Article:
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May 13, 2024

China’s Bad Lending Data Vanishes from Social Media: Investors Left in the Dark

A series of research reports from Chinese brokerages on the country’s recent bad credit data disappeared from social media over the weekend, highlighting the increasing difficulty of getting reliable information about the world’s second-largest economy. At least seven research reports from mainland brokerages and securities firms that had been posted to WeChat by analysts were unavailable for viewing on Monday. The link to six of the reports now leads to an error message saying the content couldn’t be viewed after complaints about unspecified violations of rules governing public accounts.

A report from China Merchants Securities Co. was deleted from a WeChat account where the brokerage’s fixed-income analyst Zhang Wei usually posts research, according to a screenshot of the posting viewed by Bloomberg News. Reports from analysts at Zheshang Securities Co., Guosheng Securities Co., GF Securities Co., China International Capital Corp., Shenwan Hongyuan Securities Co. and Soochow Securities Co. were also unavailable for viewing or had been taken down before Monday morning. None of the seven companies responded to requests for comment.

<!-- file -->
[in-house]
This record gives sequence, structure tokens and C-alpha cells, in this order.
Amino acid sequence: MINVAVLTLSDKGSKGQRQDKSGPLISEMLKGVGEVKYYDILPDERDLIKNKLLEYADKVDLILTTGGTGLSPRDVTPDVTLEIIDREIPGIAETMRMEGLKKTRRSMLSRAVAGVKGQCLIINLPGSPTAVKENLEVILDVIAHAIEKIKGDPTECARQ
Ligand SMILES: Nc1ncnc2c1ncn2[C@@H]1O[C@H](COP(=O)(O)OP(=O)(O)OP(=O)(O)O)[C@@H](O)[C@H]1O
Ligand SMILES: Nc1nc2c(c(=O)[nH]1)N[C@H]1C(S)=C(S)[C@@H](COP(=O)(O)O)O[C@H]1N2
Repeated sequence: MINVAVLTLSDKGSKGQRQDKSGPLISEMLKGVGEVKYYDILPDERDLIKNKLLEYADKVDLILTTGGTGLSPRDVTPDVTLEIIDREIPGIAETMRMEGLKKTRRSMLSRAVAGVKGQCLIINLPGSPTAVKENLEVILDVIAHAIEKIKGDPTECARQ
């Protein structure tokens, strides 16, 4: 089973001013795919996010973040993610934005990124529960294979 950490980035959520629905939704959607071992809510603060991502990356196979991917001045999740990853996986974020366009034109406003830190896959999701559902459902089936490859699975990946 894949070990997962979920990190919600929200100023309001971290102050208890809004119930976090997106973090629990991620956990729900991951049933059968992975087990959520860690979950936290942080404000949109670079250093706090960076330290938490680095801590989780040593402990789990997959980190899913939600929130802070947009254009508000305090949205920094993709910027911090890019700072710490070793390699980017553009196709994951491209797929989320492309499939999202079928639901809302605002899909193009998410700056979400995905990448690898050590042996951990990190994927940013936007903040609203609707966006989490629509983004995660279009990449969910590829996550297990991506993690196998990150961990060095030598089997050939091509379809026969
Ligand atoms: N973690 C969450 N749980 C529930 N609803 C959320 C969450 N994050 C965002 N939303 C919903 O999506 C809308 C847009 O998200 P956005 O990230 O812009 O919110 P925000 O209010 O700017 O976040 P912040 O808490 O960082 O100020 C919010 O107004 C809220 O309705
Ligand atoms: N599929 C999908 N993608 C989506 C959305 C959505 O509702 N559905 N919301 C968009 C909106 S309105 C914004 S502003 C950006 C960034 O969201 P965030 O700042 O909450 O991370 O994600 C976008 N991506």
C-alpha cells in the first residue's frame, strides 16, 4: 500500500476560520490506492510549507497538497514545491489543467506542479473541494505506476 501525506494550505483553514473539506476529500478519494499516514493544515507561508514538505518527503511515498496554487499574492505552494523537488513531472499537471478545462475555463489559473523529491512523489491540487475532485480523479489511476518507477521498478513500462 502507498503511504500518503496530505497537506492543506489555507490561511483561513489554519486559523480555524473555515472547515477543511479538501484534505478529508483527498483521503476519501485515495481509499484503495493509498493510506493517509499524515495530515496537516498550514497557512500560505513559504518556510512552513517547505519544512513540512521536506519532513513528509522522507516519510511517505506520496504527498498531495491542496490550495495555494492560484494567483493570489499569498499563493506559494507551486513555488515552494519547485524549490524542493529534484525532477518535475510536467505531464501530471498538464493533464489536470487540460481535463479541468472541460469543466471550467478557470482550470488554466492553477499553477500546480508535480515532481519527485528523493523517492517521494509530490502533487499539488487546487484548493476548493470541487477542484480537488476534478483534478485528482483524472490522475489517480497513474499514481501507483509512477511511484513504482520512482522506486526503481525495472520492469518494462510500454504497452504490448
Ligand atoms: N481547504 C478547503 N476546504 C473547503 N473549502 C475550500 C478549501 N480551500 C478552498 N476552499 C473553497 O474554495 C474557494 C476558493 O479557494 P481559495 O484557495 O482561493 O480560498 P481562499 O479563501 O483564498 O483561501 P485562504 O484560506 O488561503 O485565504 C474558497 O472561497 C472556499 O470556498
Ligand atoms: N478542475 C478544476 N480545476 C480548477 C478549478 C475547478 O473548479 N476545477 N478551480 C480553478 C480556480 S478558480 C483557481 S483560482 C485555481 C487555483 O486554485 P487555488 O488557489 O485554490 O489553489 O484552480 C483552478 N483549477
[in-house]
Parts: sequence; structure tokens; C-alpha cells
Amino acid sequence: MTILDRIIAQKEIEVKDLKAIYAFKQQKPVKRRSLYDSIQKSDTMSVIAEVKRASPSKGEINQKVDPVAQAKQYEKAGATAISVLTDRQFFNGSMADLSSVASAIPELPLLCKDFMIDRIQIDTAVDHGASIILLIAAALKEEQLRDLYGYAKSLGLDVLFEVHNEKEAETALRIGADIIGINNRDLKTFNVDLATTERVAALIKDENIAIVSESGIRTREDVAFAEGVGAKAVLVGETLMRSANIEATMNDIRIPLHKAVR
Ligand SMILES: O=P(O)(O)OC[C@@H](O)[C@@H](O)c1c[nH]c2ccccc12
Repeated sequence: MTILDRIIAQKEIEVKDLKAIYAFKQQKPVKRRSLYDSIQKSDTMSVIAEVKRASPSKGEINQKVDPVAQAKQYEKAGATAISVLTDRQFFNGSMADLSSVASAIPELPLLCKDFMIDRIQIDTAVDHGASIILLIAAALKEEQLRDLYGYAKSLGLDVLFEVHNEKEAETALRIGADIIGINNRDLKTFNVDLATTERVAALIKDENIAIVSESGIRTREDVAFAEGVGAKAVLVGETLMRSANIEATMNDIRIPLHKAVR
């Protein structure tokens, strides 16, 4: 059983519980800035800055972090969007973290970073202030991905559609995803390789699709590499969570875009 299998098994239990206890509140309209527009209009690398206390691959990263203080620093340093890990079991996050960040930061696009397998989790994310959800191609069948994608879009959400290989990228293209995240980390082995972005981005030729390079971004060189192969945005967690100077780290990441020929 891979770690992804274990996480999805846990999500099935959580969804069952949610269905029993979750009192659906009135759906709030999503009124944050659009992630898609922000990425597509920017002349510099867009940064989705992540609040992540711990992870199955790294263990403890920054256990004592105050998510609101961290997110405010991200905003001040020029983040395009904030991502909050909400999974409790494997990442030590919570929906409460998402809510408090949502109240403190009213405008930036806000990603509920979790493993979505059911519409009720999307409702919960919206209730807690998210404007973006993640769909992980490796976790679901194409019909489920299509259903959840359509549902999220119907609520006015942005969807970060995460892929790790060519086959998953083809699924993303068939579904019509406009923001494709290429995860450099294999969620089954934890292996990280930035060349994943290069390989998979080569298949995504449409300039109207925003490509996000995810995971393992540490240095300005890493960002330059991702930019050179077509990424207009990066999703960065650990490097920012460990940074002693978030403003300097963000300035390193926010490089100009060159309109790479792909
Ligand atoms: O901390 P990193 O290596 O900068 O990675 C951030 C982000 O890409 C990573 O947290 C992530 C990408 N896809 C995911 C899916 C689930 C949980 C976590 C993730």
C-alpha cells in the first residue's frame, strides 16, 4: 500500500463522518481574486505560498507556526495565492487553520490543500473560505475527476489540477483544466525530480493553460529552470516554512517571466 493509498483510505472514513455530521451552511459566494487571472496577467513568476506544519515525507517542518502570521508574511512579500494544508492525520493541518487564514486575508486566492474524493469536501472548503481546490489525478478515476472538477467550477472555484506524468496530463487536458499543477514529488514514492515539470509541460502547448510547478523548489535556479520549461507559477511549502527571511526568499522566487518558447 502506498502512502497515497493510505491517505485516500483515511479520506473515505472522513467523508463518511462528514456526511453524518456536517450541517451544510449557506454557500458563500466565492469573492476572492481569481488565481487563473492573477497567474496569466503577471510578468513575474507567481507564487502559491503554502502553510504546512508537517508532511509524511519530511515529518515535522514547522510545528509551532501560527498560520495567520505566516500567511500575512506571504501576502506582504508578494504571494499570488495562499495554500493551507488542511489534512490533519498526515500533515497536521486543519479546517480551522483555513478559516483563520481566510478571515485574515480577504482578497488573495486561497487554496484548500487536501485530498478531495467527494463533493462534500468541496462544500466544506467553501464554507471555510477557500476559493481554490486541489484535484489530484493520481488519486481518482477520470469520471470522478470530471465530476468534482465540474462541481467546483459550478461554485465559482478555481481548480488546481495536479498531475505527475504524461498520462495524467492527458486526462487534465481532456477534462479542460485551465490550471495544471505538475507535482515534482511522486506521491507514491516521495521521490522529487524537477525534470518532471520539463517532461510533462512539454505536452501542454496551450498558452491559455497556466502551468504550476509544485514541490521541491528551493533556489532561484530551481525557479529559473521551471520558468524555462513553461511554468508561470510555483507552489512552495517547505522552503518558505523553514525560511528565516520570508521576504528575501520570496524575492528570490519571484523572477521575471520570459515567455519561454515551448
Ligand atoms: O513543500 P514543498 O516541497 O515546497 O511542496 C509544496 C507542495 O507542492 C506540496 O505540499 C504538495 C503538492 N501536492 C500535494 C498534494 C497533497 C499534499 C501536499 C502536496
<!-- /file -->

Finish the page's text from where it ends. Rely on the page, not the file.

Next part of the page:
China has increasingly hidden negative data over the past few years, making it harder for investors to accurately judge what is happening in the economy. The nation’s exchanges are set to switch off a live feed of foreign money flows into stocks as early as Monday, the latest example of closely-watched information being removed.

China’s the top securities newspapers attempted to put a positive spin on the data. A front-page article in China Securities Journal on Monday suggested the credit data would stabilize and pick up once the government started issuing more bonds. The central government said it will start selling ultra-long bonds from Friday, although that likely won’t immediately turn around the falling demand for mortgage loans from households or the weak demand from companies to borrow money.

Investors are left grappling with the lack of transparency and the increasing control over information dissemination. The disappearance of these research reports adds to the growing concerns about the reliability of economic data coming out of China. With crucial information being censored or spun to fit a narrative, investors face uncertainty about the true state of the Chinese economy, which can have significant implications for global markets.

The move to remove negative data and control the narrative may be an attempt to stabilize markets and maintain confidence, but it ultimately erodes trust and creates more uncertainty. Investors rely on accurate and timely information to make informed decisions, and the opaque nature of China’s data reporting undermines this fundamental principle. Without access to reliable data, investors are left guessing about the real health of China’s economy and its impact on global markets.

This episode underscores the challenges of investing in China and the risks associated with relying on information from a government that tightly controls data dissemination. As China continues to play a pivotal role in the global economy, the need for transparency and accurate reporting becomes increasingly urgent. Otherwise, investors may find themselves navigating murky waters with limited visibility, making informed decision-making nearly impossible.

Jhumpa Lahiri

Jhumpa Lahiri

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